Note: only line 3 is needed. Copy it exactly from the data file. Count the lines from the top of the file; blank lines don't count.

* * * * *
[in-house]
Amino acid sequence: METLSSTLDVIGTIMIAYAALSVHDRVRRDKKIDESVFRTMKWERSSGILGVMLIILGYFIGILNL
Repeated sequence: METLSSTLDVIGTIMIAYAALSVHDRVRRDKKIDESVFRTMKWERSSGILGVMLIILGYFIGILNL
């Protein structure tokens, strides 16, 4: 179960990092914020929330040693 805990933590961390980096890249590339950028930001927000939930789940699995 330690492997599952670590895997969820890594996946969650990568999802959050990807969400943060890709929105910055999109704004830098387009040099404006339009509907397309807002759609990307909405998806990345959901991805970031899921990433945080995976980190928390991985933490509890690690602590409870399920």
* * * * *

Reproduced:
Repeated sequence: METLSSTLDVIGTIMIAYAALSVHDRVRRDKKIDESVFRTMKWERSSGILGVMLIILGYFIGILNL